Shares in BlueScope Steel were dumped on Monday as it flagged no pick-up in earnings in the December half, and waits for the weaker dollar to revive domestic demand.
Bluescope also warned that China, the mainstay of economic growth over the past decade, had been hit by a "cyclical slowdown", especially along the important coastal areas.
"Australia has been in recession for three years," BlueScope chief executive Paul O'Malley said. "The [economic] performance has been masked by the big four banks and top two mining companies.
"Over the last three years there have been significant cost increases," he said, referring to the carbon tax and other cost increases that have weighed on the profitability of small and medium-sized companies. These pressures had resulted in continued company failures, with Bluescope hit by bad debts on its domestic business of $5 million to $6 million in the year to June.
Domestic shipments have declined in almost every half since the global financial crisis, BlueScope said, forcing it to take an axe to costs.
Given the weak year-to-June earnings, coupled with the company's downbeat outlook, BlueScope shares took a hammering - falling 16 per cent to $4.70, finishing near the day's low of $4.55. The selling spilled over to Arrium, the other domestic steel maker, which is to release year-to-June earnings on Tuesday. It lost 6¢ to close at 98.5¢.
"Other than Australian demand, [China's cyclical slowdown] is the thing that concerns me most," Mr O'Malley told analysts. As a result, BlueScope flagged no improvement in earnings in the first half of the fiscal 2014 financial year, hoping for a pick-up after the federal election and as the lower Australian dollar filtered through the market.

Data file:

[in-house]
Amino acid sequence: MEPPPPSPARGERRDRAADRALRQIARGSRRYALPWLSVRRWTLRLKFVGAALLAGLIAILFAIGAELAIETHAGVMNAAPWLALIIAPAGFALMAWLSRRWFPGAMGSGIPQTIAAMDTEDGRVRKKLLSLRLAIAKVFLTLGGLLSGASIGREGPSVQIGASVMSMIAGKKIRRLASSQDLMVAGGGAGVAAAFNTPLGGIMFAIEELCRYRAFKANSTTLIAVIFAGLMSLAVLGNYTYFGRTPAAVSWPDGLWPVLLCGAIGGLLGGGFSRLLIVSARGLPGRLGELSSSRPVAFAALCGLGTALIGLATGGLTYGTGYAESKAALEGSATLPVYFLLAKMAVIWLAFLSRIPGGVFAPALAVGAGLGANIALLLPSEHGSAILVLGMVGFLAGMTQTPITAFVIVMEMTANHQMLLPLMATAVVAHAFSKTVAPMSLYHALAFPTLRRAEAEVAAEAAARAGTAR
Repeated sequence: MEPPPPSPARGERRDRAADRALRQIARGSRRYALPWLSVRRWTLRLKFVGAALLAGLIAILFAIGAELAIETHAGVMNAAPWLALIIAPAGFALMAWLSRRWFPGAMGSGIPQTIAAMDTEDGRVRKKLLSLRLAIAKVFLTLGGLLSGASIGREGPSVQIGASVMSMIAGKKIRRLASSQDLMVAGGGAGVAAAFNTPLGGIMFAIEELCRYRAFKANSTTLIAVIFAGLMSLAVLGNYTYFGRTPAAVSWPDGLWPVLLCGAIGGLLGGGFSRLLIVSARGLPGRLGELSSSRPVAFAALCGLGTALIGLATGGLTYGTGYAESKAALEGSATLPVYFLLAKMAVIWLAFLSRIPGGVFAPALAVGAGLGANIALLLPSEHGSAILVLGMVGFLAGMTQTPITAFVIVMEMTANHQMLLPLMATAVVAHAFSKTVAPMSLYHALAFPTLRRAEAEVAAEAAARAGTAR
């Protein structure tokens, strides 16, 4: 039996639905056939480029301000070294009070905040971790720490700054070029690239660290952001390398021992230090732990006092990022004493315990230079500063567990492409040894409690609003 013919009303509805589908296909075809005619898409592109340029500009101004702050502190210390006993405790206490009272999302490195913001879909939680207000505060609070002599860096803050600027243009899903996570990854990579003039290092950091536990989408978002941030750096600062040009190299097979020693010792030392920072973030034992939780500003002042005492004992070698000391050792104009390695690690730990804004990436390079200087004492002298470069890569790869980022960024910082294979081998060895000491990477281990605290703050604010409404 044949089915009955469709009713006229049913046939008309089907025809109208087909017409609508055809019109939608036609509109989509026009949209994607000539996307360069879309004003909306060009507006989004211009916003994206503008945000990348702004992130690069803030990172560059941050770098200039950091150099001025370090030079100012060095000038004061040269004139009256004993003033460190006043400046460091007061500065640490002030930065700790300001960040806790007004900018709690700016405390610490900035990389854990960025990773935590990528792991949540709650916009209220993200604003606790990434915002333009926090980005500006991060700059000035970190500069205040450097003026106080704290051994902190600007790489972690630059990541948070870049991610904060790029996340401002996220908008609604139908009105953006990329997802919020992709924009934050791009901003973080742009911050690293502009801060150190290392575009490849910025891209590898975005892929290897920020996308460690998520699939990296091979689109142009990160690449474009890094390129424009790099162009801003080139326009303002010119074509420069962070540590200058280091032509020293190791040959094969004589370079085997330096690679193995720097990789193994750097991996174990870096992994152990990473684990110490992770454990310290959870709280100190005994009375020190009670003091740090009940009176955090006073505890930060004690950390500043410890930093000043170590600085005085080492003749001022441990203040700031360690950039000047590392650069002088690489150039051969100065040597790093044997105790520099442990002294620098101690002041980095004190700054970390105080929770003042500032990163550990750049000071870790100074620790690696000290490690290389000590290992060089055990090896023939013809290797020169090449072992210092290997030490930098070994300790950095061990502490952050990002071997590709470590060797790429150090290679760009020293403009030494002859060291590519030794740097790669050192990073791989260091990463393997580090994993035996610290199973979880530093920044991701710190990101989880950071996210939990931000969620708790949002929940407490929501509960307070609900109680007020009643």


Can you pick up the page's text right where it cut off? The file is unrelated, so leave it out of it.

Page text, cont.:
"We don't expect an improvement until the second half, given present market conditions," he said.
In China, demand in the construction sector was lagging the headline 7 per cent growth figure along the east coast, Mr O'Malley said, although growth inland was better. The group expected to benefit from the commissioning of a processing plant in Xian, central China, which was now under way.
The group is seeing some demand for prefabricated steel buildings in Africa, which it said had some similarities to south-east Asia of 20-30 years ago, and could experience strong growth in the future.
BlueScope posted a year-to-June net loss of $84.1 million, down from a $1.04 billion loss in 2011-12 as redundancy and restructuring charges declined. Revenue fell to $7.3 billion from $8.4 billion a year earlier.
BlueScope will spend $87.5 million - equal to retained cashflow - to buy the Orrcon and Fielders units of Hills Industries, which will make a positive contribution from fiscal 2016, after integration costs of $15 million.
Elizabeth Knight— Page 28